A DEADLY shipment of uranium seized at Heathrow airport could have been used for a Litvinenko style assassination plot, a former army chief has claimed.
The undeclared nuclear material was destined for Iranian nationals in the UK, originated from Pakistan and arrived on a flight from Oman.
The package suspected of being smuggled to UK-based Iranians arrived in the hold of a passenger jet.
And now Former Major-General Chip Chapman has revealed what it may have been used for.
He told TimesRadio: “This could have been used in a radiological sense, in the same way it was used on Litvinenko in 2006.
“This could be something as simple as dangerous air cargo but it could be more malign. So for example at the moment we know there is the Iranian revolution.
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“And it could have been that where this was going to go is a front for the IRGC Quds force that is the Iranian Revolutionary Guards Quds Force – Quds meaning Jerusalem.”
Alexander Litvinenko was a former Russian spy who was killed in London in by radioactive polonium-210.
He died an agonising death three weeks after the poison was slipped into his cup of tea.
Before his death, the former KGB spy said he had been assassinated on the orders of Vladimir Putin.
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A radioactive trail around London was later found by investigators.
At Heathrow last month specialist scanners detected the potentially-lethal uranium as it was ferried to a freight shed, triggering alarms.
Border Force agents swooped and isolated the unregistered shipment in a dedicated radioactive room.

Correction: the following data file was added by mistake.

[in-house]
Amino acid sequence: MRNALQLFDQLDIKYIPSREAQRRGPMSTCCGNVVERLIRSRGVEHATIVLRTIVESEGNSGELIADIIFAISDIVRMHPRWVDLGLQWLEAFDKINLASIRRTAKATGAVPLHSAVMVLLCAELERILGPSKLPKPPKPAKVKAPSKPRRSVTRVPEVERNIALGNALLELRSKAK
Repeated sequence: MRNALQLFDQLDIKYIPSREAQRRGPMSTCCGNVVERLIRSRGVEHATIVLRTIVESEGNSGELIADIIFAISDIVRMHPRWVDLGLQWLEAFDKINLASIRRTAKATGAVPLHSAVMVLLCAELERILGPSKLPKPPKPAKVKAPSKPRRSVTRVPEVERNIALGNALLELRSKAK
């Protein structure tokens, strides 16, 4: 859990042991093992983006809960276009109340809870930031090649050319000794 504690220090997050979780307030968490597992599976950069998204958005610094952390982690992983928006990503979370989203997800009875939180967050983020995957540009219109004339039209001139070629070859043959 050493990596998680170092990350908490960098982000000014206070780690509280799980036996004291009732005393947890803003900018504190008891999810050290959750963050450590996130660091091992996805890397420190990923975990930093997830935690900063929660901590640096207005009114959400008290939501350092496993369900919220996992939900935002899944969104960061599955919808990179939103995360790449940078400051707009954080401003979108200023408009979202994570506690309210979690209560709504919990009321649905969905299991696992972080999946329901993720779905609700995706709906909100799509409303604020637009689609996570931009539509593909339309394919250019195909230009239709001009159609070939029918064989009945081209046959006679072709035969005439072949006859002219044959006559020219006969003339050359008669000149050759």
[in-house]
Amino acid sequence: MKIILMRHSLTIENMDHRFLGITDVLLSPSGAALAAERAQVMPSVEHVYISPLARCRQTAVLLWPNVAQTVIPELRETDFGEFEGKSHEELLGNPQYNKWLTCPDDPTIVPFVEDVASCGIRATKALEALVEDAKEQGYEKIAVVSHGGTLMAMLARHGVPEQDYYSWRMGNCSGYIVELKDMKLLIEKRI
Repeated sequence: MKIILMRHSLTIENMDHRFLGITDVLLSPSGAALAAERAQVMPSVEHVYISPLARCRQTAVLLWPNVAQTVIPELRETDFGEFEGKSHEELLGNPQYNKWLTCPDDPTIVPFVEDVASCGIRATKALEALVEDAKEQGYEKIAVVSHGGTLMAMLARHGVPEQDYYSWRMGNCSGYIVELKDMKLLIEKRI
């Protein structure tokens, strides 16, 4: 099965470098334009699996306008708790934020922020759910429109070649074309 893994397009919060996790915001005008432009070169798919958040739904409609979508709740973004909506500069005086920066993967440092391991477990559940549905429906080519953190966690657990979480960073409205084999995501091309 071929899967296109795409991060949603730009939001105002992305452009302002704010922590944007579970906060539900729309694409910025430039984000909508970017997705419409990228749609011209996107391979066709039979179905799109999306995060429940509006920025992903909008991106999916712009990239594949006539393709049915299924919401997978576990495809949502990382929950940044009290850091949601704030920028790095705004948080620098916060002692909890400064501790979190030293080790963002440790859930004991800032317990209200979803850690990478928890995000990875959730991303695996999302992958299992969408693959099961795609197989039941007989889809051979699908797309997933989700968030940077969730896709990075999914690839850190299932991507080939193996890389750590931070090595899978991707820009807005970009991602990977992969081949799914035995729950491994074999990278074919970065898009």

Counter-terror police were alerted and a security probe launched into who sent the cargo.
It originated from Pakistan and arrived at Terminal 4 on an Oman Air jet from Muscat.
Cops were understood to be targeting an Iran-based firm with UK premises where the material was due to go to mystery recipients. No arrests have been made.
Officials will want to rule out any fears that a dirty bomb — a mixture of explosives with radioactive power — was being built here.
The suspected plot was smashed on December 29 and a Heathrow source told The Sun: “The race is on to trace everyone involved with this rogue non-manifested package.
“Security bosses are treating this with the seriousness it deserves. Protocol was not followed and this is now an anti-terror operation.
“There are real concerns over what the Iranians living here wanted with non-disclosed nuclear material.”
Former commander of the UK’s nuclear defence regiment Hamish De Bretton-Gordon said: “For uranium to turn up on a commercial airliner from Pakistan to an Iranian address in the UK is very suspect.”
Officials believe they have prevented any immediate threat to the public. They are being assisted by security services as they investigate the suspected plot.
Forensics teams have spent days poring over the shipment which was spotted as it was moved to a freight shed owned by handling firm Swissport.
Strict protocols must be followed to fly dangerous cargo, particularly on passenger flights.
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